VR headsets can take you courtside to watch live sports games—but do you know which VR streaming service to use? We break down three of the best VR sports streaming platforms available today.
Breaking down top VR experiences in the sporting world is deceptively challenging. In the past, TV networks have handled sports broadcasting considerations. But now that viewers are looking for a live and fully virtual experience, there are multiple key players helping to create VR streaming platforms.
First, there are sports groups themselves. From Fox Sports to major leagues like the NBA, media and major league groups are looking to create personalized experiences for their top fans. Then come the tech groups that create VR experiences.
There are also VR-specific companies, like Oculus, which create headsets and VR worlds. Then there are entertainment groups, like NextVR, which work to adapt sports content for a VR setting. And then come other startups, like LiveLike, which design social, entertainment platforms that can be adapted for a virtual world.
Behind the scenes, it may be complicated, but most VR users simply sign up for a subscription and don their headsets when they’re ready to sit courtside. For those looking to dive into the VR sports craze, keep reading below to learn about the industry’s top VR subscription services.
NBA League Pass VR
NextVR & Oculus Venues
Since 2017, the NBA’s venture with virtual reality has grown in popularity with VR users and techies alike. Half a decade ago, VR was becoming more popular with gamers, but there wasn’t a clear connection to how VR would fit in with major league sports. The original League Pass platform saw issues with lag and sound distortion but has seen incremental improvements in the past two years.
Aside from wagering on moneylines and futures with the help of NBA picks from experts, joining League Pass is one of the most popular ways for mega fans to get closer to the action. In fact, the platform saw a huge spike in users during the 2020 NBA Finals bubble in Orlando.
Moving ahead, as VR headsets become more accessible, the venture will see more participants—though the NBA also has its successful NFT business to look after. At the moment, those subscribed to NBA League Pass can access one VR game per month for free. Others with subscriptions to NextVR or Oculus Venues can also access NBA games, along with other content from major leagues like the NFL, NHL, NASCAR, and more.
So far, the NBA’s League Pass has been the first successful endeavor related to viewership (NASCAR has a successful VR racing platform). In addition to their NFT Top Shot project, their League Pass VR platform is one of the most advanced in sports.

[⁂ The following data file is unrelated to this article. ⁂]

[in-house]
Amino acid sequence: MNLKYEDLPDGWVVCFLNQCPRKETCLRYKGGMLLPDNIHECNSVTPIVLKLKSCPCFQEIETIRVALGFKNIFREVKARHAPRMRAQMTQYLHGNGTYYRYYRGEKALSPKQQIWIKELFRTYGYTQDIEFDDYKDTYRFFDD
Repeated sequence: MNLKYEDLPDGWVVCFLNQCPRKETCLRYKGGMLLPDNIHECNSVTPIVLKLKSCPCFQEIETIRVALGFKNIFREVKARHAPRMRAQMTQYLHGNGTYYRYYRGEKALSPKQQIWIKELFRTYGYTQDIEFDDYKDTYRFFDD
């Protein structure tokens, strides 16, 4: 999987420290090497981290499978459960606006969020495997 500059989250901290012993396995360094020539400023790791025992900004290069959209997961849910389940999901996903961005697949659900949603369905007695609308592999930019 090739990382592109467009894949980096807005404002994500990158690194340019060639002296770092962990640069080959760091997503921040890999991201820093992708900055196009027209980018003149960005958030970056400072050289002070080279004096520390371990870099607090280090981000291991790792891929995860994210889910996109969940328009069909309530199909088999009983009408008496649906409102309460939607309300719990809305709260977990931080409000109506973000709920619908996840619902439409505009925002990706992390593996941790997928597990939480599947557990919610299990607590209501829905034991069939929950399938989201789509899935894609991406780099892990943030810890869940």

Fox Sports VR
NextVR & LiveLike
Fox Sports was well ahead of the curve when it came to launching VR platforms. Back in 2010, they released their original version of a live VR sporting experience. Though the initial product went back to the drawing board, the media group has since re-launched their original product—and with great success.
Fox Sports VR is a subscription that combines the platform and programming of LiveLike and NextVR. LiveLike is a startup that helped design the social and interactive elements of the platform. The company uses NextVR's dynamic visuals during live games. Graphics pop onto the screen to break down recent plays and provide player stats.
The star feature of Fox Sports VR is its social functions. Users can invite their friends into a private room to watch a game together. Think of this as a virtual private screening. For sports fans, this lets them link up with other friends to recreate a live game-watching scenario, but it also allows them to invite family who may be watching for the first time.
One benefit from the Fox Sports VR structure is that the graphics and shared venue space can help first-time fans learn a new game. It’s possible that future settings will come with features tailored for first-time viewers, which could help further break down plays and calls.
Unlike NBA League Pass and Fox Sports VR, Oculus Venues is a platform designed by the VR company itself. The subscription includes more than sports, too. In addition to catching live games, users can also watch Showtime and Netflix, as well as catch live concerts and shows.
Sports fans can access ESPN via Oculus Venues—along with any other game they’d like to watch. As part of the Oculus TV project, and pre-loaded onto their Oculus Go device, it’s never been easier for sports fans to simply scroll to a game they want to watch, and then kick back and enjoy.
Much like Fox Sports VR, Oculus Venues transports viewers into a virtual theater (hence the ‘venues’). Here, users can sit together in a private or public setting in order to watch the same content. Though not as sharp as the live sports action, users can interact with those in the virtual venue with 360-degree capabilities.
These virtual venues are likely to be a major pull for sports fans in the future. At the moment, acquiring VR headsets makes the industry a bit prohibitive. However, going forward, diehard sports fans will be able to link up with other fanatics to watch games live and interact with other sports fans to exchange factoids or theories.